Can the Digital World Change the Wine and Spirits Industry?
Every day it seems a new tech startup emerges to tap the keg of the spirits industry, especially on the consumer delivery side. The team at New York’s SevenFifty took on a different approach, however, trying to fix inefficiencies in the alcohol distribution cycle.
A recent funding round is giving SevenFifty fuel to grow. The question is whether the startup can rise at a time when blending beverages with technology is getting frothy like a beer with too much head. Early this month, SevenFifty raised $8.5 million in a Series A round led by Formation8, with other investors such as Pritzker Group VC participating.
SevenFifty developed a platform to streamline wholesale wine and spirits sales. “We saw that there were huge gaps in the way that information was being communicated across the three-tier system,” says CEO and co-founder Aaron Sherman.
In the U.S., alcohol is sold through a three-part system made up of producers of the beverages, distributors, and the retailers and servers who get the drinks in consumers’ hands. Sherman says there was a lack of a solid data backbone for the three-tier system, which made it difficult to find information about products.
The system was created after the repeal of Prohibition in this country, forcing the supply chain to make certain products available locally only through particular distributors. “If you want to buy anything, you first have to figure out who sells it, and that information didn’t exist anywhere,” says Neal Parikh, SevenFifty’s CTO and co-founder.
Figuring out what products are available, who distributes them, and what the prices are cannot be found through mere Web searches, he says. That leads to chasing information through sales reps and other contacts.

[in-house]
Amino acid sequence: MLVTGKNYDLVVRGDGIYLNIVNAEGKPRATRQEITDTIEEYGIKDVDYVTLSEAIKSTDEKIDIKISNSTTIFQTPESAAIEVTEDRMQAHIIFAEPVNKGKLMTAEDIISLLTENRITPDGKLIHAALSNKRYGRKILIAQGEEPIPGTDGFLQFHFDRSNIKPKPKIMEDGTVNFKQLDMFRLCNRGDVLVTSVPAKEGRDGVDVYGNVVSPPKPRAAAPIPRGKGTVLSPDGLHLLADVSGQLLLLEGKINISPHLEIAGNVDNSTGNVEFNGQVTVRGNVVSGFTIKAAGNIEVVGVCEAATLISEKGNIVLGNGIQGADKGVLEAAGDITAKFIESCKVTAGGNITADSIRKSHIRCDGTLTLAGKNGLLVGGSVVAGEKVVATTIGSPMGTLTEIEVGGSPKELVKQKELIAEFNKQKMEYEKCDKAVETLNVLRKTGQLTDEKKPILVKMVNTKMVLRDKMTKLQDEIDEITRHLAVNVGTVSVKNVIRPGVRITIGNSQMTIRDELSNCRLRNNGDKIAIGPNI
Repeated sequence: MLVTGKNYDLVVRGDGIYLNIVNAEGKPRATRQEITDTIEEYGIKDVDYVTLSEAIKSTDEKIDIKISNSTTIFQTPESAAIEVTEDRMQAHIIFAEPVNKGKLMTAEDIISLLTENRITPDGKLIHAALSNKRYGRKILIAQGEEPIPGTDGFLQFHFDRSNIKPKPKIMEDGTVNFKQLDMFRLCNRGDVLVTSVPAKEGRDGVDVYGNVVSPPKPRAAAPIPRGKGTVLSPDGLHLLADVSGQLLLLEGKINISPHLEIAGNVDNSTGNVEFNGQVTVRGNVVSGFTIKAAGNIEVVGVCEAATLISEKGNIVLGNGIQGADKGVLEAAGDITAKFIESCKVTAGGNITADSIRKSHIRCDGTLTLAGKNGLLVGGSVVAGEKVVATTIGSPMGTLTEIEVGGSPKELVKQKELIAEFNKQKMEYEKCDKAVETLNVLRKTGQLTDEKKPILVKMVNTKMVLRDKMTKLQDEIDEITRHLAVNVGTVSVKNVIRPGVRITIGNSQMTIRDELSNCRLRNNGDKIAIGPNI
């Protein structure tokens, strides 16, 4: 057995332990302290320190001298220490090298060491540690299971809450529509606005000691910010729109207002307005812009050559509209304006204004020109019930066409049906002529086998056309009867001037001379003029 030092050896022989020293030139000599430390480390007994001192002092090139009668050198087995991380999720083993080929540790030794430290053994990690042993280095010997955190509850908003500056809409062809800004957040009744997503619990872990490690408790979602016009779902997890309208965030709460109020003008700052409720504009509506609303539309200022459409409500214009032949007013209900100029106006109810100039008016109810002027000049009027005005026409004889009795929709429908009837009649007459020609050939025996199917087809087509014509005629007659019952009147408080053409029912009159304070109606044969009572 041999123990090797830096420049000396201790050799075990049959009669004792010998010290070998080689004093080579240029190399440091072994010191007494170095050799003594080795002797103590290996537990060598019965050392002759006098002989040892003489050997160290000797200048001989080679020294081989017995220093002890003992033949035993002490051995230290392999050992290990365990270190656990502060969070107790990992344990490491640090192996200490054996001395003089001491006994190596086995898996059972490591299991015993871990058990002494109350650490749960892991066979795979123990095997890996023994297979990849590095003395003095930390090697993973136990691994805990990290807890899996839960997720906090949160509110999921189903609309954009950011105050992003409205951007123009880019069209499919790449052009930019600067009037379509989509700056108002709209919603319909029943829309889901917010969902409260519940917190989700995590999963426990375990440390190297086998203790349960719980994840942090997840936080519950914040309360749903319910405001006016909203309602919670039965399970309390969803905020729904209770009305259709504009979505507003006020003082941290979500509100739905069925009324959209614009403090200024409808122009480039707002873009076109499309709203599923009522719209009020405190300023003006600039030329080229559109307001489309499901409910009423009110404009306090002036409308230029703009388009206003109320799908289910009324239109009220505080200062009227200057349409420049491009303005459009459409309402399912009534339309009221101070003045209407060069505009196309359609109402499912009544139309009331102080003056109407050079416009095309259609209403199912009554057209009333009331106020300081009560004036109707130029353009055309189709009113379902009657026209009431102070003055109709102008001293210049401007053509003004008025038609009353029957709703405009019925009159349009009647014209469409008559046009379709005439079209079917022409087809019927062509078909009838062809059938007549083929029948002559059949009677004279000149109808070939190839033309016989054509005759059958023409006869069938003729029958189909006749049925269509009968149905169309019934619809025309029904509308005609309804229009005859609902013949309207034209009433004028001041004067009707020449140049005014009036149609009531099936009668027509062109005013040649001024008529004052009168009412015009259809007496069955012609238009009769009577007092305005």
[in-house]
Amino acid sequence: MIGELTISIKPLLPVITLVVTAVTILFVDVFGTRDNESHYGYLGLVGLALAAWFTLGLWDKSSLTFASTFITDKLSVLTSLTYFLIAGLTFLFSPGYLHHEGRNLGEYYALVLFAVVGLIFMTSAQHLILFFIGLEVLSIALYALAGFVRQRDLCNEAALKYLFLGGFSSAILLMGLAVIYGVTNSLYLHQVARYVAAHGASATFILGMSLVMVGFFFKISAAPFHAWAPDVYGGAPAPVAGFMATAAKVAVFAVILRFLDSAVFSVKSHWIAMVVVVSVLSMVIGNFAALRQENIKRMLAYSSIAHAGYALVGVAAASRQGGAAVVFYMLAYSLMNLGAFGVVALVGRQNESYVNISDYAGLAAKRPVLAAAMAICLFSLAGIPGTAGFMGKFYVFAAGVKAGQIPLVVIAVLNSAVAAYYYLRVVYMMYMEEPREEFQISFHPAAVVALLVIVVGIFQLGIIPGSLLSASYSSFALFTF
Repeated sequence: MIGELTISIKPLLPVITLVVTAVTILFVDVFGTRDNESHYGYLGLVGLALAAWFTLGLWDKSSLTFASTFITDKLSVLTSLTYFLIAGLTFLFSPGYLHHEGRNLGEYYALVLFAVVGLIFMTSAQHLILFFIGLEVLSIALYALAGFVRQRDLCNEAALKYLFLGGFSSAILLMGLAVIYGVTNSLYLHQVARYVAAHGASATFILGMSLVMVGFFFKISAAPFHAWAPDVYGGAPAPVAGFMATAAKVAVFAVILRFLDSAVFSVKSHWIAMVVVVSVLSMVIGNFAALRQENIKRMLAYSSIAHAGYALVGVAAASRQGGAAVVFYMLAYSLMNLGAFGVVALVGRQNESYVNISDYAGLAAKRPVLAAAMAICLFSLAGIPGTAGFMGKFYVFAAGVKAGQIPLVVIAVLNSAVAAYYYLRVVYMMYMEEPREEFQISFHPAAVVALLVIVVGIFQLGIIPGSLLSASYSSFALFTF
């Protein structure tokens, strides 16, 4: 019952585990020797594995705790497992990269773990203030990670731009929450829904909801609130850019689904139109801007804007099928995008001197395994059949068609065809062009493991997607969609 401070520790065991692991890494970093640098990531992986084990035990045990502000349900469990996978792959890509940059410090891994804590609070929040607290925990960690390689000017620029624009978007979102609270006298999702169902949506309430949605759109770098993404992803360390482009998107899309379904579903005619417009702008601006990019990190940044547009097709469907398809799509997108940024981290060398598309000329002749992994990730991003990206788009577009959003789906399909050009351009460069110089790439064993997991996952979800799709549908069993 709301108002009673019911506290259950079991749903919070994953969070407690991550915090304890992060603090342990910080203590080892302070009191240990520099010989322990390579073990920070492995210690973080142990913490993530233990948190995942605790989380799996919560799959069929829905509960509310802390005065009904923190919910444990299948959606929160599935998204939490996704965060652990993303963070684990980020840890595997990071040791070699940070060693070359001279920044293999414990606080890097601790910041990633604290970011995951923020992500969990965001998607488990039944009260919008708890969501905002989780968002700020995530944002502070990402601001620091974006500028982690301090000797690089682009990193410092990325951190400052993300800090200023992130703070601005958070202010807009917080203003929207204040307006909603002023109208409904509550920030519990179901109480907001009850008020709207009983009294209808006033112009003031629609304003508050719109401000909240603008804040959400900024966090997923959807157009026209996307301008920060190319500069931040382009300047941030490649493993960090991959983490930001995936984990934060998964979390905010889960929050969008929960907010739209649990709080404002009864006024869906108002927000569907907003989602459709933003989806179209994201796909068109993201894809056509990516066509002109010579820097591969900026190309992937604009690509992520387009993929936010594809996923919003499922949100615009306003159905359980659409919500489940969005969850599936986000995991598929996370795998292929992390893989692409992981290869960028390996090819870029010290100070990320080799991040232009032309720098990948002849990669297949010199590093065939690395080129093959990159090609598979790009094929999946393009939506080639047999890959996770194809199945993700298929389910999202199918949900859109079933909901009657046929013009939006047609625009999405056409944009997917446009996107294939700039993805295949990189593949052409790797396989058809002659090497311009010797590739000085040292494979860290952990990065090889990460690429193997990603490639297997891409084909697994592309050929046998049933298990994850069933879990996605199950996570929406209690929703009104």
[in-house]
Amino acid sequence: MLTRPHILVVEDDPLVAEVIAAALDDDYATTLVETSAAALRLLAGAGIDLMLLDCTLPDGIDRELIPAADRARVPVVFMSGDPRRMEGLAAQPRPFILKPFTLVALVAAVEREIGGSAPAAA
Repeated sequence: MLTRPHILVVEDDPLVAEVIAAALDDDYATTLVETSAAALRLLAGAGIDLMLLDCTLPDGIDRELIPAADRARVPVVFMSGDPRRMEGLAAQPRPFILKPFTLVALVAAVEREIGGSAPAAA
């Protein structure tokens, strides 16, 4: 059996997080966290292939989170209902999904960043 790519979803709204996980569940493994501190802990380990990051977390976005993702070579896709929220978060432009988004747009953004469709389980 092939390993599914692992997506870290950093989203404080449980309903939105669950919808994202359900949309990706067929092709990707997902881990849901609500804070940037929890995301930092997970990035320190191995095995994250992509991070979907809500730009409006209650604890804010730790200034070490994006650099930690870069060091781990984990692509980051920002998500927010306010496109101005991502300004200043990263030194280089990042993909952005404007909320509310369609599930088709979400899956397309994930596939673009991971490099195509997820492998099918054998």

Making things even more complicated is the fact that how distributors operate can vary by locale, Sherman says. “Having experience in one market does not mean you’re going to have any sense of how to buy when you are in a new place,” he says.
Restaurants, retailers, and bars can use SevenFifty’s platform to find local distributors and look up data and details about the products they want to purchase. For distributors, the platform lets them track sampling activity and gives potential buyers a way to peruse their portfolios of products.
There is no question that wine and spirits continue to see significant demand in the U.S. A quote often attributed to Benjamin Franklin proclaims, “Wine makes daily living easier, less hurried, with fewer tensions and more tolerance.”
It is fair to say, however, that startups are in a hurry to make money via booze. On Tuesday, goBeer, an on-demand beer delivery service from Philadelphia-based startup goPuff, expanded its reach into New York. There are also other apps such as Thirstie for ordering drinks for home delivery, apps such as HouseTab to make mobile payments for drinks at bars (even for friends who are across town at other bars), and robots such as Somabar that can mix cocktails with a few commands from a smartphone app.
Sherman says this market has changed rapidly, even as SevenFifty was in development. “When we first launched, there really was not another technology company that was looking at alcohol,” he says.
Though the spirits and wine scene now has no shortage of technology eager to shake things up, SevenFifty has stayed away from the consumer-facing part of the industry. The startup works with more than 700 distributors across 30 states, which Sherman says represents about 60 percent of the market, and some 30,000 buyers use the platform. “We’re really the only company focused on this distribution tier as the central point of where our relationships lie,” he says.
Sherman and co-founder Gianfranco Verga knew each other in college, and worked as bartenders, sommeliers, and consultants to the wine and spirits industry. Parikh was a quantitative analyst working on Wall Street. Together they launched SevenFifty in 2012.
As it grows, SevenFifty might look for ways to work with other startups that are more on the consumer side of the industry, Sherman says. “We have the capacity to help power and partner with these companies,” he says, whether they are in on-demand delivery, e-commerce, or point-of-sale systems at stores or restaurants. “There is a larger opportunity to streamline things without causing negative disruptions.”